If your family has EAP coverage, you can contact your EAP administrator to find out what is covered and how to access services.
Cost: Often free, if your family has EAP coverage.
The IWK Health Centre offers mental health and addictions services for children and youth under the age of 19. IWK Central Referral can help you get an appointment for mental health and addictions services. You can call Central Referral yourself, or your family doctor or other health care or education professional can make a referral on your behalf.
Visit: IWK Mental Health & Addictions: How do I get service?
Call: (902) 464-4110
Toll free: 1 (855) 635-4110
Therapists who work in private practice are self-employed and are paid directly by their clients, through private health insurance, or an Employee Assistance Program (EAP). The cost of therapy appointments varies, and some private practitioners may offer fees on a sliding scale based on what a family can pay. Therapists working in private practice may have different types of training, licensing, and experience.
A list of some private practitioners in Nova Scotia can be found here.
This external link is provided for information purposes only, and is not intended as an endorsement of the clinicians listed, or their level of skill or experience.
Need help right now?
If you or someone else are in immediate danger, or are a danger to themselves or others:
Go to: the IWK Health Centre Emergency Department or the emergency department closest to you.
Talk to someone now
The Nova Scotia Mental Health Crisis Telephone Line provides crisis intervention for children, youth and adults experiencing a mental health crisis or mental distress.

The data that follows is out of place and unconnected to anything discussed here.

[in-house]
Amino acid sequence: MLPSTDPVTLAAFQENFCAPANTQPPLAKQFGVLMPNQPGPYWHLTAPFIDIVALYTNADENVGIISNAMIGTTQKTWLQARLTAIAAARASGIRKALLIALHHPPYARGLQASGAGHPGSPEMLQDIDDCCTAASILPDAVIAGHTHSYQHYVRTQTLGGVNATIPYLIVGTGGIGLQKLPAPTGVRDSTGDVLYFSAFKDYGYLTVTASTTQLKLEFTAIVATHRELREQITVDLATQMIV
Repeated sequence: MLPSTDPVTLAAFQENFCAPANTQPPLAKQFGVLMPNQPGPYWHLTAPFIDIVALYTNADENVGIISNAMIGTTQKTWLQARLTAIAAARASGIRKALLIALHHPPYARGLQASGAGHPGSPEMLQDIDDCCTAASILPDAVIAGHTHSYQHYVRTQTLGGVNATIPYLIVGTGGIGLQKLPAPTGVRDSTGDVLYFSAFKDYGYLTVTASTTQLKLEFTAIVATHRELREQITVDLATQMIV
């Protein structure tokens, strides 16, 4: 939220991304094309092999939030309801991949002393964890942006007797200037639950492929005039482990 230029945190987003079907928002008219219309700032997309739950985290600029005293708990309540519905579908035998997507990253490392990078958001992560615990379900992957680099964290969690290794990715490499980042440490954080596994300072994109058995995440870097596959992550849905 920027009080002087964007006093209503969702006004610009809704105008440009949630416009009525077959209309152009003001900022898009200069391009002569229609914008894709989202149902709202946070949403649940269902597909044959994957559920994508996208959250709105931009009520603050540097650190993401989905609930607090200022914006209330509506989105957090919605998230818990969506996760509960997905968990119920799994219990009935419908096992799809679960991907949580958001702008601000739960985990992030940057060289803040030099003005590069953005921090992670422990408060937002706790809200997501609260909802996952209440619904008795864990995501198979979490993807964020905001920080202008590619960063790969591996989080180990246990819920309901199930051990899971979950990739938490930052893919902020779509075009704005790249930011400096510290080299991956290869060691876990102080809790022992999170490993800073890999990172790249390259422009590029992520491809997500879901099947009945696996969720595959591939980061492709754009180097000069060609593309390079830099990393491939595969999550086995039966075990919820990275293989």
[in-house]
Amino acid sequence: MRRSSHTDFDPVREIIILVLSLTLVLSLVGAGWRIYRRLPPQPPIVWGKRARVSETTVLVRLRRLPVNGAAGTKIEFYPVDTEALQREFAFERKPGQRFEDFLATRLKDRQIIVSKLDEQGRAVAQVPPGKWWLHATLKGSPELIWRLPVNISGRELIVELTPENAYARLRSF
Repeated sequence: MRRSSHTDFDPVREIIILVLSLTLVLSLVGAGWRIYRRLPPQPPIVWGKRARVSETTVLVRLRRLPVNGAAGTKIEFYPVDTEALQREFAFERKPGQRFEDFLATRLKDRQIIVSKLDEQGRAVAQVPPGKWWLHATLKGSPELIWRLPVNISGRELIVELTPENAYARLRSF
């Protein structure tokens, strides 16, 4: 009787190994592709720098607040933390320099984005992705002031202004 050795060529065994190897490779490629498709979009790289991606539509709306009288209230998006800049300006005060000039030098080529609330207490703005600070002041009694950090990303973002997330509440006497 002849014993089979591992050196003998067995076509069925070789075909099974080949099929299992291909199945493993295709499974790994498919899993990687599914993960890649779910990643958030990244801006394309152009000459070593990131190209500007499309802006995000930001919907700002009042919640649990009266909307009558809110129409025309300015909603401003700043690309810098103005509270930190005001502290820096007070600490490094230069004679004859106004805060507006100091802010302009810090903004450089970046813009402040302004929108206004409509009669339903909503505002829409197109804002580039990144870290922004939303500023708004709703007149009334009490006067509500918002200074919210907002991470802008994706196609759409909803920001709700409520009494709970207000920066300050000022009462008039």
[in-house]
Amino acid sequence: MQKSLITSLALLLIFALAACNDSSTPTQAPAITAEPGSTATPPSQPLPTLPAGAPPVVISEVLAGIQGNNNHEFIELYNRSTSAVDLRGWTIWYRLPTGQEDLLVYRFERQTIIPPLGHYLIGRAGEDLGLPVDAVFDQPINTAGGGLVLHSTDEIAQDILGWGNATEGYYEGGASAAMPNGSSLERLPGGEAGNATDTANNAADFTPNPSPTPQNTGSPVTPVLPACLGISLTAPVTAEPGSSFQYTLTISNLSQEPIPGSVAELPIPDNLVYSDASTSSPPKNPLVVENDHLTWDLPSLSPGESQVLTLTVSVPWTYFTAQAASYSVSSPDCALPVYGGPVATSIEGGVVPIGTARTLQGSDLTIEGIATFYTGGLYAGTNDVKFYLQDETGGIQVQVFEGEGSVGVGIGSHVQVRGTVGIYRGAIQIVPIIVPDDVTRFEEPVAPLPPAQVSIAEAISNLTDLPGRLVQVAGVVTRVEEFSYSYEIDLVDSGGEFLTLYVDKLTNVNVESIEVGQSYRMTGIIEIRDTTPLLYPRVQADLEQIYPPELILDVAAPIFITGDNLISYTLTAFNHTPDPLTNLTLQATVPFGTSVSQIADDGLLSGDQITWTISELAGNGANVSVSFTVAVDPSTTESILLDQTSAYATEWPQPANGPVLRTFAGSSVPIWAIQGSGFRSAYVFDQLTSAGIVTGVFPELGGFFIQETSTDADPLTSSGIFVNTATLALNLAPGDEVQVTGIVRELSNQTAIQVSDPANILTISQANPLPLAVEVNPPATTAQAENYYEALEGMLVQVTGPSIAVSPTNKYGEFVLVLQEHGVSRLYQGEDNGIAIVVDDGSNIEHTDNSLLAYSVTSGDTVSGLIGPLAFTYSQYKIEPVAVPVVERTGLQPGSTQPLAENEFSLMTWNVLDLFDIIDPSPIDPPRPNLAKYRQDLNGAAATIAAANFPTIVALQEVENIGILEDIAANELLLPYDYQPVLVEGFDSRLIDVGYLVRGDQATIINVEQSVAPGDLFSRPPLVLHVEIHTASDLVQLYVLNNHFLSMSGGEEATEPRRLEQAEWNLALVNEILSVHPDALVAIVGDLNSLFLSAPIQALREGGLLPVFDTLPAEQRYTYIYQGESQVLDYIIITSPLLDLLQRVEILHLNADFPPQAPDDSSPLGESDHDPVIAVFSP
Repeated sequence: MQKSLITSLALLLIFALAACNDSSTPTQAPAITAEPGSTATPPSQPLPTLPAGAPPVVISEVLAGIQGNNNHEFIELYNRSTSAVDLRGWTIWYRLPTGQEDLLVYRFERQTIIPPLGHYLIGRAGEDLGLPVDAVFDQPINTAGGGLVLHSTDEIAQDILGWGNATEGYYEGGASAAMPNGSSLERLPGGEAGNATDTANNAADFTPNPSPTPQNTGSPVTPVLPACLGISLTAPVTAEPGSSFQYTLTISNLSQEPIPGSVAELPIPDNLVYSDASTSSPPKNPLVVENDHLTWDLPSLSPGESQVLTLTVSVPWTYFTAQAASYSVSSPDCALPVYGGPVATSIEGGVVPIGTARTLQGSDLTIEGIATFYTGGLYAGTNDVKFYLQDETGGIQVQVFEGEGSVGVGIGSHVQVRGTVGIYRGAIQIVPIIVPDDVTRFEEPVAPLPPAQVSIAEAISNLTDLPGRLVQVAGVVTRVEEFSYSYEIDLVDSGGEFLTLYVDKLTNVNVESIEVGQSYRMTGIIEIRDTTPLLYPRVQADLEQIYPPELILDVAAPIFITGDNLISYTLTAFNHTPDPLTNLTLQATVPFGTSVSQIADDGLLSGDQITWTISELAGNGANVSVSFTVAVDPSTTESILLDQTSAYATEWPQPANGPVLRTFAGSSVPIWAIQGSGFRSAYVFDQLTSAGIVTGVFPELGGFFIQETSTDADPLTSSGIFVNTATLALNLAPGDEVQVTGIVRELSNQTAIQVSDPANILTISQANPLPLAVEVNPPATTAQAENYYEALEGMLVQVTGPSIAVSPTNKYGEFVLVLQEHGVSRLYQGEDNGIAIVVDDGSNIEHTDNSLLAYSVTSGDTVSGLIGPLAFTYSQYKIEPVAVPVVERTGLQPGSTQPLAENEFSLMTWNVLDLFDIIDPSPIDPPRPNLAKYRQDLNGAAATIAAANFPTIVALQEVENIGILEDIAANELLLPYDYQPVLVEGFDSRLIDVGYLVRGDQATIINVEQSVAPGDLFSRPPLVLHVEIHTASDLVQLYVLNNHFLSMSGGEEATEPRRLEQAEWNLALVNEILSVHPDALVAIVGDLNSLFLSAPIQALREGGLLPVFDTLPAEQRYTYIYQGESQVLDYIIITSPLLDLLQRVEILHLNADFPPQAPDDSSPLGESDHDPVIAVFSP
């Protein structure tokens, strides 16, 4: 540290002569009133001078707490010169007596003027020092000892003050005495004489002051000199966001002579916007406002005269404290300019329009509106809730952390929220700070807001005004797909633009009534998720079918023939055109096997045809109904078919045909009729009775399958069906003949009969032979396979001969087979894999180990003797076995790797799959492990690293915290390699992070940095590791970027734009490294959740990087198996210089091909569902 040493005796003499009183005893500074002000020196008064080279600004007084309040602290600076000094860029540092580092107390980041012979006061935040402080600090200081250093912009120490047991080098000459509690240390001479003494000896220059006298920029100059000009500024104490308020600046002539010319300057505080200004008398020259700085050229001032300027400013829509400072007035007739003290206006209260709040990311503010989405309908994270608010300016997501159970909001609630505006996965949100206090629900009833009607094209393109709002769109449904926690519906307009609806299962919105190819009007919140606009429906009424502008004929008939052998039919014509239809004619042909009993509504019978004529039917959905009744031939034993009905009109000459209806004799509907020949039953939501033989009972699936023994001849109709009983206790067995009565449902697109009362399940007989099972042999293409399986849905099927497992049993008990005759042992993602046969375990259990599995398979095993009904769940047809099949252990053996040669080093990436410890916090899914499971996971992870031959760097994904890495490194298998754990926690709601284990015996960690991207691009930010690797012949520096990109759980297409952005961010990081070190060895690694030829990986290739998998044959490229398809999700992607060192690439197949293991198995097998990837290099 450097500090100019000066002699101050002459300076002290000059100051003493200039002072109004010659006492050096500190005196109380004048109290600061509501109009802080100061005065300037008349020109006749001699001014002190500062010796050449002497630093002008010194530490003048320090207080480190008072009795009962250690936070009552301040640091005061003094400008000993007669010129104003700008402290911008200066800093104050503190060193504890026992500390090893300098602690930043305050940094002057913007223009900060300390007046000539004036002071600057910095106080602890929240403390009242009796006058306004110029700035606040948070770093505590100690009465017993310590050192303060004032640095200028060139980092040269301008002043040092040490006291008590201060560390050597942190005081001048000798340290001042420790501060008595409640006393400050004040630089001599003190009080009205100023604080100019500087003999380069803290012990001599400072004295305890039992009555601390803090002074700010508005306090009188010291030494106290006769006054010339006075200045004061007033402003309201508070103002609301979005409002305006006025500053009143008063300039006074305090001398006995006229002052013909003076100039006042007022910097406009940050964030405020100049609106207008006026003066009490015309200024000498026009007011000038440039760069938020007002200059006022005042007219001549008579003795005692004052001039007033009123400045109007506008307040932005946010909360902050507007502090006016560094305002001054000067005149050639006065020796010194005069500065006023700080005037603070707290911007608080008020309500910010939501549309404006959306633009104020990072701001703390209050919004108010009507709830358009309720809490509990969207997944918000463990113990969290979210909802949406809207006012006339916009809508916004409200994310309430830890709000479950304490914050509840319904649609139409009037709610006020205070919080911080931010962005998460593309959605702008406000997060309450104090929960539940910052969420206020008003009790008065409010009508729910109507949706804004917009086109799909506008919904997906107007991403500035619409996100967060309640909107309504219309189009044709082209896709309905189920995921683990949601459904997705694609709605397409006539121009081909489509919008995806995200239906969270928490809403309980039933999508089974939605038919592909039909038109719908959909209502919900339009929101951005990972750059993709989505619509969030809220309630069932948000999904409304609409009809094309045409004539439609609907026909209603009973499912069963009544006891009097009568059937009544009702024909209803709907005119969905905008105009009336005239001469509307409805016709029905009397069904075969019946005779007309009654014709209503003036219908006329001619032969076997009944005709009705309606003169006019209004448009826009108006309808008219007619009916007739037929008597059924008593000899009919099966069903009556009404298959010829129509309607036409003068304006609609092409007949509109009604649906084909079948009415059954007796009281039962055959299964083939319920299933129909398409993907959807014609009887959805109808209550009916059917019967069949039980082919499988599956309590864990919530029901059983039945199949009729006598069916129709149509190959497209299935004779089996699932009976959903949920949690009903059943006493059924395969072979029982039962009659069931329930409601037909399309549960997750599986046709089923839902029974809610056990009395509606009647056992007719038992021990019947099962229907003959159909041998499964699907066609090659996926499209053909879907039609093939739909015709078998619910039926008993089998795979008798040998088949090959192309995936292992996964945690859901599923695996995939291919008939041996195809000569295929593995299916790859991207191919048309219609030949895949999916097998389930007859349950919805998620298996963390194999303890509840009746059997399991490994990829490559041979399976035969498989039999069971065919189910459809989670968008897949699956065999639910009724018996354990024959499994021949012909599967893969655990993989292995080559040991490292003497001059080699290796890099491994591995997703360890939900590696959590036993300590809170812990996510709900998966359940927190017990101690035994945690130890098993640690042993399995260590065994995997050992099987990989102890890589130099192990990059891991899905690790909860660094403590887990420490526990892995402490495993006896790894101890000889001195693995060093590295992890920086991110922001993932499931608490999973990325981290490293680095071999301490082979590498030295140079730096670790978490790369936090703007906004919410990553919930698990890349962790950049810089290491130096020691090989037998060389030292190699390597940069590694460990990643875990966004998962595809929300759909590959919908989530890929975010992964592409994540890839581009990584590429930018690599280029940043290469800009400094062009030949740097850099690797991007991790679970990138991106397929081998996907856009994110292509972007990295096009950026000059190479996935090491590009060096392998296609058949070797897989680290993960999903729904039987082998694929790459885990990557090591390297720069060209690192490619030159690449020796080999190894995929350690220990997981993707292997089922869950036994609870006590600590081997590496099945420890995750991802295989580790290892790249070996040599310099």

The service is available 24 hours a day, seven days a week, to support callers who present with suicidal thoughts, self-harming thoughts or behaviors, overwhelming anxiety, difficulty coping with distress, psychotic or distorted thinking, depression, substance use difficulties or any other self-identified mental health concerns. The crisis line also supports families, friends, community agencies and others to manage mental health crisis through education, outreach and consultation.
The Mental Health Mobile Crisis Team is a partnership of the Nova Scotia Health Authority, the Halifax Regional Police, and the IWK Health Centre.
Kids Help Phone offers 24/7 support across Canada, including professional counselling, information and referrals and volunteer-led, text-based support to young people in both English and French.
This text support line is operated by Dalhousie Student Union, and offers support to those impacted by sexualized violence, their loved ones, friends, or classmates, as well as resource navigation for both on-and off-campus supports. You are never required to provide any identifying information to receive support.
Messages will be responded to between the hours of 9am-4pm Monday to Friday, with messages left on evenings, weekends, and holidays responded to the next business day.